G7 scrambles to keep climate agenda on track as Ukraine war roils energy supplies
Ministers from the world’s wealthiest democracies will wrangle over how to keep climate change goals on track as they meet in Berlin on Thursday for talks overshadowed by spiralling energy costs and fuel supply worries sparked by the war in Ukraine.
Energy, climate and environment ministers from the Group of Seven (G7) countries want to reaffirm a commitment to cap global warming at 1.5 degrees Celsius and protect biodiversity at the May 25-27 meeting.
The group will also consider committing to a phase-out of coal power generation by 2030, according to a draft communique seen by Reuters, though sources suggested that opposition from the United States and Japan could derail such a pledge.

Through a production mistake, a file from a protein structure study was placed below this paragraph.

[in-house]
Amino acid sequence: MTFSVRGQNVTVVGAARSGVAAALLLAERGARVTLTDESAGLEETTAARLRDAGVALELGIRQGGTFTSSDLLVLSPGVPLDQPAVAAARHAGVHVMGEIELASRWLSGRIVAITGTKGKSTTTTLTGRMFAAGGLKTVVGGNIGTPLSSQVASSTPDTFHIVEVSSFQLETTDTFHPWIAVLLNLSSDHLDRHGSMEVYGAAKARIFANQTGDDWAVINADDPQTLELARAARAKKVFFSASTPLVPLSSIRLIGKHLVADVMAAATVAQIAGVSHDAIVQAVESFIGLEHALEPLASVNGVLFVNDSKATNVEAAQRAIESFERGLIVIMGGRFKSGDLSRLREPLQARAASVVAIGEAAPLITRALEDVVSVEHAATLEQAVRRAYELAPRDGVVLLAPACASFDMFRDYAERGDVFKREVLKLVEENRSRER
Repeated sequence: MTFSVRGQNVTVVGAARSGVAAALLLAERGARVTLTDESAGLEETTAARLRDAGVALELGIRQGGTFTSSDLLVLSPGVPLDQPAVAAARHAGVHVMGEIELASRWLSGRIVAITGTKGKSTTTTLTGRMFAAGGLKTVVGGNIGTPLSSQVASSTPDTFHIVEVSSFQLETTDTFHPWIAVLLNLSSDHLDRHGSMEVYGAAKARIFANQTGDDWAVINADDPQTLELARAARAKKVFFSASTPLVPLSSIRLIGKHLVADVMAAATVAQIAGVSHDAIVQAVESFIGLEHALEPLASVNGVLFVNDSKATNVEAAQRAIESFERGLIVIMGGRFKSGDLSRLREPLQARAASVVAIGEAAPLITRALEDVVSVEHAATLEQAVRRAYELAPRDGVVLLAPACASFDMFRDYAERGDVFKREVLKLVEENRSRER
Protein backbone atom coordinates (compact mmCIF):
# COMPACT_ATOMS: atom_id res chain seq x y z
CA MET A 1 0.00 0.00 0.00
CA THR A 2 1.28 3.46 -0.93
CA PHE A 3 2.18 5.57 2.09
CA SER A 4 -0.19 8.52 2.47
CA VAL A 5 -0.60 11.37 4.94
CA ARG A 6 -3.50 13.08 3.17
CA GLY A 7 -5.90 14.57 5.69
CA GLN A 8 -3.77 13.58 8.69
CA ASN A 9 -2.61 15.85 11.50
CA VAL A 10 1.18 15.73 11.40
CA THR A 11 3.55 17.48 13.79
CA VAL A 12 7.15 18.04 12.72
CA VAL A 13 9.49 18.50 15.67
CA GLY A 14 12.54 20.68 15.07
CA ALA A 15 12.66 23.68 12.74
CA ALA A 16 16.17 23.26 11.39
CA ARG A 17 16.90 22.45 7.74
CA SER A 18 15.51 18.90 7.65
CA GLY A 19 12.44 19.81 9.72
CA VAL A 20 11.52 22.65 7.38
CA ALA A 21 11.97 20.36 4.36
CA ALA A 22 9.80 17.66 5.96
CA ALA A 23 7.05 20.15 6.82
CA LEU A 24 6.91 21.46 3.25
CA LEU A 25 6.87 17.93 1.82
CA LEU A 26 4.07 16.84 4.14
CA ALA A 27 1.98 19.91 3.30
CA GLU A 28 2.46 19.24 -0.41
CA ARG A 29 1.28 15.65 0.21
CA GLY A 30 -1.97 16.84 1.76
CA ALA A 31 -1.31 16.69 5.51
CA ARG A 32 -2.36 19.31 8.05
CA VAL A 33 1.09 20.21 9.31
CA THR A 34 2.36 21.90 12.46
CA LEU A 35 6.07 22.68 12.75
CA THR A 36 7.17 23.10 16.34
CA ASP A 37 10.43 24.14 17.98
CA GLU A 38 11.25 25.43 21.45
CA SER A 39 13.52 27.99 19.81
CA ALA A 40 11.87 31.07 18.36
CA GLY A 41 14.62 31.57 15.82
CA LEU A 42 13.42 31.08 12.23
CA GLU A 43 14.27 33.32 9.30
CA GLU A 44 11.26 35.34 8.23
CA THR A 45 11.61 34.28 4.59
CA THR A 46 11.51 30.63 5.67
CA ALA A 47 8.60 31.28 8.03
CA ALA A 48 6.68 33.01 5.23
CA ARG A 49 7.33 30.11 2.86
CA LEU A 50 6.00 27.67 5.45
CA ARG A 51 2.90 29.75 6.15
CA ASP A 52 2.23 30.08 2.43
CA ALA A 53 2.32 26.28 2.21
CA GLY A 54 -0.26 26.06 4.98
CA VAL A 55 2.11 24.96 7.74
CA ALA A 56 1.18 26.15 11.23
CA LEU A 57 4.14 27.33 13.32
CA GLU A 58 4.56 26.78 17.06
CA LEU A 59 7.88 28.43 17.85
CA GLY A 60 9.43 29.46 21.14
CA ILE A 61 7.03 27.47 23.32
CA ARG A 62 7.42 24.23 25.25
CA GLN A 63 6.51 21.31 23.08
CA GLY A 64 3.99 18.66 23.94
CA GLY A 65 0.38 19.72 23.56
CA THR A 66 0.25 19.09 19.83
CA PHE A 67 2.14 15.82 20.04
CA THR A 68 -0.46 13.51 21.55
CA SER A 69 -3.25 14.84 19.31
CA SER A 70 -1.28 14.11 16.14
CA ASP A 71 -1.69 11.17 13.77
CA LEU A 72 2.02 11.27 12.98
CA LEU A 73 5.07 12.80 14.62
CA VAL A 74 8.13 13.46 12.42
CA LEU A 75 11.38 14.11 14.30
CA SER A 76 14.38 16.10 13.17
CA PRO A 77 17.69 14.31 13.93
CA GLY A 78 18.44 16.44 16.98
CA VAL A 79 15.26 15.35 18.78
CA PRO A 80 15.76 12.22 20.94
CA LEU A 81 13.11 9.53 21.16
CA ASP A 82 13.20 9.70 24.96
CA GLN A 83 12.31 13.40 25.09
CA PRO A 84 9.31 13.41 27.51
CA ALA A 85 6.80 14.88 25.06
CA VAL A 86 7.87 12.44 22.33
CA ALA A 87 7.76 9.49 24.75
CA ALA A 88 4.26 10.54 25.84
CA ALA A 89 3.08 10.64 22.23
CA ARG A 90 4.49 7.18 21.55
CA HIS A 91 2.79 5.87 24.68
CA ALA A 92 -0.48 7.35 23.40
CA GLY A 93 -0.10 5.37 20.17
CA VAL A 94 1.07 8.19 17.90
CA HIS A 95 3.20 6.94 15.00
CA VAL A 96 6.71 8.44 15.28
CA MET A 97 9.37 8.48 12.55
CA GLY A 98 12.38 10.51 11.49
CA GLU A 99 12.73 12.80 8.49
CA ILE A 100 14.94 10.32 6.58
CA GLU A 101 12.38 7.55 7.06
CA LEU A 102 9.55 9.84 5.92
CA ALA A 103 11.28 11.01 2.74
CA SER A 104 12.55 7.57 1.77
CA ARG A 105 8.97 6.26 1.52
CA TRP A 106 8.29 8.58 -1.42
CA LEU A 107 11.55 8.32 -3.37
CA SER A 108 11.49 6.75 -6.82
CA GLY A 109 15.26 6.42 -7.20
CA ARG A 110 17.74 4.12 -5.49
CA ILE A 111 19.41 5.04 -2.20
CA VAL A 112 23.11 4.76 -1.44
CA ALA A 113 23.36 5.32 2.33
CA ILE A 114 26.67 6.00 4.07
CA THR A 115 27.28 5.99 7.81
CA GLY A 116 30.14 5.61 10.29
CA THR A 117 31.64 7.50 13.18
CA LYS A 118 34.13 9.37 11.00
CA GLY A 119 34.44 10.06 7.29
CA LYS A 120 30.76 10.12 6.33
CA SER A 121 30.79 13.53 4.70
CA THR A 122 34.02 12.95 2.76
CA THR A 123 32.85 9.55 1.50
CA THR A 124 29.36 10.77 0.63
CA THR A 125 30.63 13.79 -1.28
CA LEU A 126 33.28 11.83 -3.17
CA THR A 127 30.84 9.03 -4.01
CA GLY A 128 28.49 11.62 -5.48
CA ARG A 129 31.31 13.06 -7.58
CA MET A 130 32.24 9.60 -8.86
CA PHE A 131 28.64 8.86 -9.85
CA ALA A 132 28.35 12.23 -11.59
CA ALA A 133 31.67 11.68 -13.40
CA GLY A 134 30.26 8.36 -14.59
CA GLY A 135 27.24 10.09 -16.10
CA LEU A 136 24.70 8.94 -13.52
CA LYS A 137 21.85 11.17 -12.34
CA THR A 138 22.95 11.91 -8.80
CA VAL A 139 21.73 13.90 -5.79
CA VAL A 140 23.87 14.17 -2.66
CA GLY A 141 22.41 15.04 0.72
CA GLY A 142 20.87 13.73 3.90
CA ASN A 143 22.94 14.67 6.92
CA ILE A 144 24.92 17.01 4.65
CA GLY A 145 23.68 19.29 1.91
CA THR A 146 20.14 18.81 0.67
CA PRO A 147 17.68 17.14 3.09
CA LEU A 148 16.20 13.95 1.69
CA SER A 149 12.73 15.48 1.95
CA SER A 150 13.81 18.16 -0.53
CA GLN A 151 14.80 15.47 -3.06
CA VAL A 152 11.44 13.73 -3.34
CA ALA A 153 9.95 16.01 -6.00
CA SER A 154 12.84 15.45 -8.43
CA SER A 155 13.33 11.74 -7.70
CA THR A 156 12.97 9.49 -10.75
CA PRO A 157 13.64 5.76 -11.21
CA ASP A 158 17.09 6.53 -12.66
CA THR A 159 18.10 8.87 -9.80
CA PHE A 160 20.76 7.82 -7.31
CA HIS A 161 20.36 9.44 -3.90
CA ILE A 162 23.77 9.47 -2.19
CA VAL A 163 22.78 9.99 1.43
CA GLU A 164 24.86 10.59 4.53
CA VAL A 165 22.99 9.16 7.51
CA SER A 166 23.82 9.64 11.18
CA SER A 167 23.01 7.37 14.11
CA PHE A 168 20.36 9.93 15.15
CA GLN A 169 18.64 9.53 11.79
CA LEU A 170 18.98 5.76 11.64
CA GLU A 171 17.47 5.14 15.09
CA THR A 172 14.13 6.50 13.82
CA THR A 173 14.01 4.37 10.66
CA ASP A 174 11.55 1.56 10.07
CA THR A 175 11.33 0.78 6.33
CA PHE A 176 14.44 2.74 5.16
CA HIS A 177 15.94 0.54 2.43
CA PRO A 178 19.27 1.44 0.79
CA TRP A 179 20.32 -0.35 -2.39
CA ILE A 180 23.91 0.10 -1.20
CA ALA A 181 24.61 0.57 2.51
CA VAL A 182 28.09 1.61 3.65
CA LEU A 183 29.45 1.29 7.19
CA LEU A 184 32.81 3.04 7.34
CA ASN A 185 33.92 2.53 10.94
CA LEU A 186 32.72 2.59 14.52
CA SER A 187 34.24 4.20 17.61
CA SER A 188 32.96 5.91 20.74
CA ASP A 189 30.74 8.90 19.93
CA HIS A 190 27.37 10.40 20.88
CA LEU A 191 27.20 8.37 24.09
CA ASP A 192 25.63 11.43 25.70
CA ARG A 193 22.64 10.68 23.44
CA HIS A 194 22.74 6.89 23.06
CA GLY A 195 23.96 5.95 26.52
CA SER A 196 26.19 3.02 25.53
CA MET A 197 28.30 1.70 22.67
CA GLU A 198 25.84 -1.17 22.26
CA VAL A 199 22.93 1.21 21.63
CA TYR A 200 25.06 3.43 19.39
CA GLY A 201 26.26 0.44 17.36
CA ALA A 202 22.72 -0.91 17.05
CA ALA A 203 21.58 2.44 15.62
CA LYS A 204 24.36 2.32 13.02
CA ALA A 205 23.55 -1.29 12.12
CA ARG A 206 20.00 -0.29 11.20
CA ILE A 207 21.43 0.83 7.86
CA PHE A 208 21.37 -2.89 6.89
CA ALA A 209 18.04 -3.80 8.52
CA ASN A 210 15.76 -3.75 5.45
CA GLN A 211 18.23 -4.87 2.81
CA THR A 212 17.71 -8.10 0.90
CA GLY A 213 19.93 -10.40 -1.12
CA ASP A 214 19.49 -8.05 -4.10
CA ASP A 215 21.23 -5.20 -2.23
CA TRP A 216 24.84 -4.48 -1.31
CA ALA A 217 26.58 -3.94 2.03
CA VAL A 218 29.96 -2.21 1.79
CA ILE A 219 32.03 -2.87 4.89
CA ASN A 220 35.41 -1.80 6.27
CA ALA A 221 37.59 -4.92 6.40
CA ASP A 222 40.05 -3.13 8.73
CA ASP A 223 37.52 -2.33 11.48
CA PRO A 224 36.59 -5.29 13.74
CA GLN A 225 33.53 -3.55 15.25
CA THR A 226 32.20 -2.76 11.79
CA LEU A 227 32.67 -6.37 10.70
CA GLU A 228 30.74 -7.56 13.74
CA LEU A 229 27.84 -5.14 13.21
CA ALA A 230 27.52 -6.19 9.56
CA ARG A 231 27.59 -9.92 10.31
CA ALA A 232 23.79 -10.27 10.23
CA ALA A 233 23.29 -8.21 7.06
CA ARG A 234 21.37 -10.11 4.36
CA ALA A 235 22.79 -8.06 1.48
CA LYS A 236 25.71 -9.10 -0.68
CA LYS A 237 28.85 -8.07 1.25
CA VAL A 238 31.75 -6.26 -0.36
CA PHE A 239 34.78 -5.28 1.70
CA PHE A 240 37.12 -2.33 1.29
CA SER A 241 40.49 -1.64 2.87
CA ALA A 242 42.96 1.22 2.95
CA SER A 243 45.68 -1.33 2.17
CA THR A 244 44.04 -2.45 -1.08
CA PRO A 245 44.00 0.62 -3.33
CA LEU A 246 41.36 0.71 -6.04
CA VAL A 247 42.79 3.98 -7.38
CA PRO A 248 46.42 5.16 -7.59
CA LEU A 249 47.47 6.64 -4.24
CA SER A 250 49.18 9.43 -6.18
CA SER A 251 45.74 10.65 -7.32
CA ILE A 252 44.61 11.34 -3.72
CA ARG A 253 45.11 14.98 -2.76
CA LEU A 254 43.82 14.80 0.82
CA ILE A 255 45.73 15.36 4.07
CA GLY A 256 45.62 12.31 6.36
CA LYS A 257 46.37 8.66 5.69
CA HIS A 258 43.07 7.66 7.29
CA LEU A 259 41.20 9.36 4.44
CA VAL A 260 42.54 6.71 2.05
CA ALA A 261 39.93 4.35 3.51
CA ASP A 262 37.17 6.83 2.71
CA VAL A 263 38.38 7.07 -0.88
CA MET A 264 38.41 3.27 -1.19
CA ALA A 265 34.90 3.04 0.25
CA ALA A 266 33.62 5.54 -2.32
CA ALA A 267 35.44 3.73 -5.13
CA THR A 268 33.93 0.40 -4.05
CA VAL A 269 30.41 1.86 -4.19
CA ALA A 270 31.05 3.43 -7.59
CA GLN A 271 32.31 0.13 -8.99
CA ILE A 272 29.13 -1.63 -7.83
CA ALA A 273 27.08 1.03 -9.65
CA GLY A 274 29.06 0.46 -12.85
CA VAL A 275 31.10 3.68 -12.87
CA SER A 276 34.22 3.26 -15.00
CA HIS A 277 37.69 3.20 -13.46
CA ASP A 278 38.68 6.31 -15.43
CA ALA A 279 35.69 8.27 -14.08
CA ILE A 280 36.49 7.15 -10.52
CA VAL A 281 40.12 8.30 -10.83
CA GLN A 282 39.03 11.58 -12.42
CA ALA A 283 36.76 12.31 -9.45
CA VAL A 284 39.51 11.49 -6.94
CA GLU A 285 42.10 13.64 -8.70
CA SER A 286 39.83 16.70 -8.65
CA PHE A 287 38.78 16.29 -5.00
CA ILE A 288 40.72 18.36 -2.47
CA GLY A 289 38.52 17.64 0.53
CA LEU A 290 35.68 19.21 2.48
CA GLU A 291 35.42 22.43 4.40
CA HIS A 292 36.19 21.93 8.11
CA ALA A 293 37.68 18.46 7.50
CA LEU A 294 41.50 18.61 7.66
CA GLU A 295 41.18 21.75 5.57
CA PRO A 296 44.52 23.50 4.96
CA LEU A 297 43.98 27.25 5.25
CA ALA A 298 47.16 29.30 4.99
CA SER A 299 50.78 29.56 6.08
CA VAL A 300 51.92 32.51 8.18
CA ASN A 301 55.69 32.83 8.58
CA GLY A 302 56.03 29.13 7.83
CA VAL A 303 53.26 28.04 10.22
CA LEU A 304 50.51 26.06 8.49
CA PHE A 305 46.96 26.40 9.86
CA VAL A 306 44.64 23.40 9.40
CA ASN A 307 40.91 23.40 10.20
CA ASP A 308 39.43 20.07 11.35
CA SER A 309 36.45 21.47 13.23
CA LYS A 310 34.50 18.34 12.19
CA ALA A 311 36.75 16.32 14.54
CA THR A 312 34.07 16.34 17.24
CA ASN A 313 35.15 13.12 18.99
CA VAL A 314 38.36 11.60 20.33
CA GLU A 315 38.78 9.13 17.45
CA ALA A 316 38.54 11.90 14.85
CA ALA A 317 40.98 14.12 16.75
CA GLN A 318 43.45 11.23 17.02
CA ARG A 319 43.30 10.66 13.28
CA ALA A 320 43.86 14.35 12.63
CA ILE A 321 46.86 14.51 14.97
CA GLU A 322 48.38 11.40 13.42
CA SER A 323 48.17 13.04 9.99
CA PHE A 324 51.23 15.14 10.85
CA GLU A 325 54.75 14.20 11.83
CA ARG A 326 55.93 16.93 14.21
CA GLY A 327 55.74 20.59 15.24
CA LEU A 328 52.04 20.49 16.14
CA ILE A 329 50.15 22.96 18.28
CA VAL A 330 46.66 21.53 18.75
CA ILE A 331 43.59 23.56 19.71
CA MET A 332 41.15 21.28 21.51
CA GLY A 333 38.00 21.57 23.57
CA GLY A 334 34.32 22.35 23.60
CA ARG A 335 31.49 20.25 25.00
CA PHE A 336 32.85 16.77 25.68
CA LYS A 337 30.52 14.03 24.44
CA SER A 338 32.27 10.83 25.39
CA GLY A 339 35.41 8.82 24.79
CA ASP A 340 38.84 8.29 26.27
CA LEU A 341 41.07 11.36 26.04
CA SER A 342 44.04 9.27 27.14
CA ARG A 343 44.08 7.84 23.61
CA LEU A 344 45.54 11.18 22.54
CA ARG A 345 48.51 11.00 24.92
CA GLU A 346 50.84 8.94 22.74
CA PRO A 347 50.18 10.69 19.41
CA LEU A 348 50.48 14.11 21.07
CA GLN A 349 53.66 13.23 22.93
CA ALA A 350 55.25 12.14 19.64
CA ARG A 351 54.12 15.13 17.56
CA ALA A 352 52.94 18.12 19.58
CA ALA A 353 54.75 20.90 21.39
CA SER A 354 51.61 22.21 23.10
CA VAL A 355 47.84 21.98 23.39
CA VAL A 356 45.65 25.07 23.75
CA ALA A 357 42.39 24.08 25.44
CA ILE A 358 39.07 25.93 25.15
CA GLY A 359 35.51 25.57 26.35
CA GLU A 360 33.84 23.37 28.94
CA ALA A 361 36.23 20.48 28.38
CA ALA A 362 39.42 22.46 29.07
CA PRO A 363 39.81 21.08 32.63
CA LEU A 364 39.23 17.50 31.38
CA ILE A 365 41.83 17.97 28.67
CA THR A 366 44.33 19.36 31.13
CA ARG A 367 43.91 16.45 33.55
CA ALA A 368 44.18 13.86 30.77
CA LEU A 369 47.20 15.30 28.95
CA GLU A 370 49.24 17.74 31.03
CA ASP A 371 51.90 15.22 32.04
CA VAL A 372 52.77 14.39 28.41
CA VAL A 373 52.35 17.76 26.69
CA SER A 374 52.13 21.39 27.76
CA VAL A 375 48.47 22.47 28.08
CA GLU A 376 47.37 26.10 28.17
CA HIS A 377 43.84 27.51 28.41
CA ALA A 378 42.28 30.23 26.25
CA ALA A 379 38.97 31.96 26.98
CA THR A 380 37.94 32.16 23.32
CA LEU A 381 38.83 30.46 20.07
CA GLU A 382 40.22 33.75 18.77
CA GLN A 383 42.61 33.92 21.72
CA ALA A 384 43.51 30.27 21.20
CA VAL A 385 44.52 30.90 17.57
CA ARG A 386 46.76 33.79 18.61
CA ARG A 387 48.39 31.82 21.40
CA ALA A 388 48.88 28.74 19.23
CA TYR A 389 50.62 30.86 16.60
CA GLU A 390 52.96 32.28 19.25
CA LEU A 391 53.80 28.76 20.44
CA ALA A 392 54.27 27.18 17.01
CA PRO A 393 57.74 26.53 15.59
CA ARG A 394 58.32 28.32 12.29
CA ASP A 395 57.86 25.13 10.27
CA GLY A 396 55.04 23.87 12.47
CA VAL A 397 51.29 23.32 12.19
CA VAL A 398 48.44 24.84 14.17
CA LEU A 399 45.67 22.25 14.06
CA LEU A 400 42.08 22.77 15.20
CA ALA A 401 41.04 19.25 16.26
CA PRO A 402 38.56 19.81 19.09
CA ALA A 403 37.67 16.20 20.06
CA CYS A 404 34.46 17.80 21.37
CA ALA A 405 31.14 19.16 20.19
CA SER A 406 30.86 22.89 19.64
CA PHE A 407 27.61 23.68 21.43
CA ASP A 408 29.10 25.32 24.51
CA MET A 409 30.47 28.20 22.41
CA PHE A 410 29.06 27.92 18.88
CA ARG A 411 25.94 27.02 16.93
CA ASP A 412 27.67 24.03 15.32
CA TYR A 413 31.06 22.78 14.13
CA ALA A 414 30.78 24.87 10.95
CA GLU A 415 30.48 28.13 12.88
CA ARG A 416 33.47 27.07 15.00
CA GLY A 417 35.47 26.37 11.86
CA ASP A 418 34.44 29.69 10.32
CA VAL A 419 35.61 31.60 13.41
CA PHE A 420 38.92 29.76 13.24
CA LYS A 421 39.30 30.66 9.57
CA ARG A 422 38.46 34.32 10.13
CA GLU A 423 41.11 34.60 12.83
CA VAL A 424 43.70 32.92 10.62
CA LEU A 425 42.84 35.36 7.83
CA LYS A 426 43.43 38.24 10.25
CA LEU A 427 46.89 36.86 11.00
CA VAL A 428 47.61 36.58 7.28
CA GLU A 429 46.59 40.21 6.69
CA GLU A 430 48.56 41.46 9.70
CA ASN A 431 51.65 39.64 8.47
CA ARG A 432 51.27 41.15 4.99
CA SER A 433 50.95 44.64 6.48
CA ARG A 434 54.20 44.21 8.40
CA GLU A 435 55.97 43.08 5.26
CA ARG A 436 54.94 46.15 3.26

The draft, which could change considerably by the time talks conclude on Friday, would also commit G7 countries to have a “net zero electricity sector by 2035” and to start reporting publicly next year on how they are delivering on a past G7 commitment to end “inefficient” fossil fuel subsidies by 2025.
The invasion of Ukraine by Russia has triggered a scramble among some countries to buy more non-Russian fossil fuels and burn coal to cut their reliance NSE -0.36 % on Russian supplies, raising fears that the energy crisis triggered by the war could undermine efforts to fight climate change.
Campaigners urged the ministers of the G7 to make clear commitments that the fallout of the Ukraine war would not derail their targets.